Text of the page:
By Michael Swan
Catholics and Anglicans in Canada have been working on their relationship ever since Gen. James Wolfe surprised Gen. Louis-Joseph, Marquis de Montcalm on the Plains of Abraham in the fall of 1759.
By 1763 King Louis XV had no choice but to cede France’s North American possessions entirely to England’s King George III. The practicalities of a Protestant king and his Protestant army trying to impose their religion on a majority Catholic population were such that the English made allowances for the Catholic Church while they granted land and paid clergy salaries for the Anglicans.
More than 250 years later, the dialogue between Catholics and Anglicans in Canada carries on, unhindered by royalty and without much reference to the Seven Years’ War. The latest round ended Nov. 18 in Toronto after three days with a presentation to theology students at Trinity College of the Toronto School of Theology at the University of Toronto.
At this stage, 54 years after the Second Vatican Council declared a special relationship between Catholics and Anglicans, the two sides have come up with broad agreements on the Eucharist, the place of Mary in the Church, the exercise of authority and defining the Church as communion. But still Catholic and Anglican parishes live separate lives, however much the theologians may agree.
Catholic co-chair of the Anglican-Roman Catholic Dialogue in Canada Bishop Brian Dunn blames the pressure on Catholic parishes to put out all the fires in their own communities.
“It’s like we’ve got too many issues to be concerned with the others,” Dunn said.
Archbishop Linda Nicholls, the Anglican Primate of Canada who sits on the Anglican-Roman Catholic International Commission (ARCIC), sees far more co-operation between Anglicans and Catholics than may first appear.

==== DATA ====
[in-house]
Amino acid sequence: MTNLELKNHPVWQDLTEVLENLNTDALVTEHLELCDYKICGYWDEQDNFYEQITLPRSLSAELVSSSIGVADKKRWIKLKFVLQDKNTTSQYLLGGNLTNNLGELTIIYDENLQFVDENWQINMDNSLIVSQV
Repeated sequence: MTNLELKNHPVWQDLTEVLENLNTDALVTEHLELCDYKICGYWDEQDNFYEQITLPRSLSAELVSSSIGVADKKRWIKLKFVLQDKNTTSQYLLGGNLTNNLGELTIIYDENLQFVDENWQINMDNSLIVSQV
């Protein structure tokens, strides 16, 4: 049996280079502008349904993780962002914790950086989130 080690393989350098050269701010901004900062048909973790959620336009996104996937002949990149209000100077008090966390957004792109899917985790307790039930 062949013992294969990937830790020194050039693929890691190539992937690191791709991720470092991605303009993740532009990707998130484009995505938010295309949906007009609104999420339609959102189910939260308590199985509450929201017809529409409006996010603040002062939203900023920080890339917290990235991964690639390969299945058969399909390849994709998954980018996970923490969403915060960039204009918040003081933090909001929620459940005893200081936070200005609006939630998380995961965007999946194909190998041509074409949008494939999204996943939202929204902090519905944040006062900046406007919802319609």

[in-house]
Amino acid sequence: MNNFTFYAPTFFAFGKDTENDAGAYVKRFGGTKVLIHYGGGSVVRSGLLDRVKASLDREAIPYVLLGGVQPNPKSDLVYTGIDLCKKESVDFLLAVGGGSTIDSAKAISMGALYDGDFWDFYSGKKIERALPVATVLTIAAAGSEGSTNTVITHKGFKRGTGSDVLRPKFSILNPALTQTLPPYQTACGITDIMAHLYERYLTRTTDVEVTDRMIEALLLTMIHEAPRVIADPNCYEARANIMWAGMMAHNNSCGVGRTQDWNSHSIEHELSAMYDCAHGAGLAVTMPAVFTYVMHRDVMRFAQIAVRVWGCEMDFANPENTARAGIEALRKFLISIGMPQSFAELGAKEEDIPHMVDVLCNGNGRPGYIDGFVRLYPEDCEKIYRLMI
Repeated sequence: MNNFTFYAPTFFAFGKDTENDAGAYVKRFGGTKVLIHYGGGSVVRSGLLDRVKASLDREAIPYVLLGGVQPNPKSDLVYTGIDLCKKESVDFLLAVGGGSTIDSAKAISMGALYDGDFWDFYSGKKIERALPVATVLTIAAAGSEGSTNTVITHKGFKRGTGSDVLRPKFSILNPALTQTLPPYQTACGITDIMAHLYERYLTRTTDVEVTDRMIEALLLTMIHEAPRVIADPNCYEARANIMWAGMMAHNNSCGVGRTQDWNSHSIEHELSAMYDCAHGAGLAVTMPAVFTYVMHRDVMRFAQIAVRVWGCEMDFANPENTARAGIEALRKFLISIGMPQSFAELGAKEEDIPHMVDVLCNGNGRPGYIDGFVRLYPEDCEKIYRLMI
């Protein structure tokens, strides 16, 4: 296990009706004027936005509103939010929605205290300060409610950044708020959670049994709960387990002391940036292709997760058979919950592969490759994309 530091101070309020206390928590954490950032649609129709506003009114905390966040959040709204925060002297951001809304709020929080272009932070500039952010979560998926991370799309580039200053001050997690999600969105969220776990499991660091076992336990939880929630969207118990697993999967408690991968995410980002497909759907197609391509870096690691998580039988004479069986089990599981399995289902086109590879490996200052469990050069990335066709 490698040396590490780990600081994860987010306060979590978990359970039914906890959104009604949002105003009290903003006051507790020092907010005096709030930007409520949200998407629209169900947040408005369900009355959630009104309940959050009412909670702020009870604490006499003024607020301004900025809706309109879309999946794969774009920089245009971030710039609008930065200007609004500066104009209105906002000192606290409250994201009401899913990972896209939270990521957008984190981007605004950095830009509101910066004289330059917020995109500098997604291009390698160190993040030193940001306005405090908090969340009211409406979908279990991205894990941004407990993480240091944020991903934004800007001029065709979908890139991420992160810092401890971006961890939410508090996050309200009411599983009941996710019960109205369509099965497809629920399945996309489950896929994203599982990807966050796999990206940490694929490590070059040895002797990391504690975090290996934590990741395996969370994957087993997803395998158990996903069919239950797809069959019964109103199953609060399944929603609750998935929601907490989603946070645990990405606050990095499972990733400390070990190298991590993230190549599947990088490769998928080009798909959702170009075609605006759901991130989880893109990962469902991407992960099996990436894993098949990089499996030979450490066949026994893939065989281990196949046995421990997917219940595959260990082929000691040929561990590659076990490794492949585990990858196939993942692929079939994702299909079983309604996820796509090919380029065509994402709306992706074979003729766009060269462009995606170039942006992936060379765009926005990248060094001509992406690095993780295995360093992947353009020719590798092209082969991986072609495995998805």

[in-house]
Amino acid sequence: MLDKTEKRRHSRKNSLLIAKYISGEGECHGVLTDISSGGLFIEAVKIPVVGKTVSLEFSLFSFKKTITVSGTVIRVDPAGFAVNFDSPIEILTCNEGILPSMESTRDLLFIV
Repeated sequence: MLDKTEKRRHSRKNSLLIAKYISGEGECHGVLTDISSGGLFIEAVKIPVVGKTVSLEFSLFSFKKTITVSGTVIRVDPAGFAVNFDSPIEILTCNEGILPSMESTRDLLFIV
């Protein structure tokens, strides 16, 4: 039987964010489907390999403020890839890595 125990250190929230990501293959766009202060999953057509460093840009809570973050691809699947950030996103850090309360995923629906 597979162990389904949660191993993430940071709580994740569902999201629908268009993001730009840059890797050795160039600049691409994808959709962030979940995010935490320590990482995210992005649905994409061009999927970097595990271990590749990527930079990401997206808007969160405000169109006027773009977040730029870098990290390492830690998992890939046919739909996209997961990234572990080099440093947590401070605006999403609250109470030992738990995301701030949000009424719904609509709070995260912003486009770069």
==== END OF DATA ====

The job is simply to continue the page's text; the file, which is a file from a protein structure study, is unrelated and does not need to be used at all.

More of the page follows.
“It tends to happen more in rural and isolated areas,” she said.
In urban Canada it’s easier for large parishes to soldier on independently, but in Saskatchewan’s Qu’appelle Valley there’s a covenant between Lutherans, Roman Catholics and Anglicans that encourages churches to work together, she said.
Rev. Marie-Louise Ternier, who pastors both All Saints Anglican and Our Redeemer’s Lutheran Churches in Watrous, Sask., agrees. But it’s also essential that people bring a solid understanding of their own traditions whenever the churches get together, she said.
“It’s important to know and understand and cherish our own traditions,” said the Anglican representative on the Canadian dialogue.
Anglican co-chair of the Canadian dialogue Rev. Bruce Meyers said there is still a problem with ignorance of how much agreement already exists between Catholics and Anglicans.
“There’s simply not a level of awareness about them (ARCIC documents that lay out areas of agreement),” he said. “It’s not trickling down to the people in our congregations because it hasn’t yet trickled down even to our clergy.”
Catholic representative on the Canadian dialogue Sr. Donna Geernaert encourages Catholics to let down their guard and listen to Anglicans.
“Mutual recognition that the expression of faith in the other tradition, however different, is a legitimate expression of Christian truth” is the starting point, she said. “We’re not copying, but we’re learning.”
Among the simple things Catholic and Anglican parishes can do together is youth ministry, said Dunn. Practical, parish-level ecumenism is a good way for people to learn their own traditions, according to the bishop.
“People need to know their own faith,” he said. “The exchange of gifts is the goal.”
The Catholic Register, December 1, 2019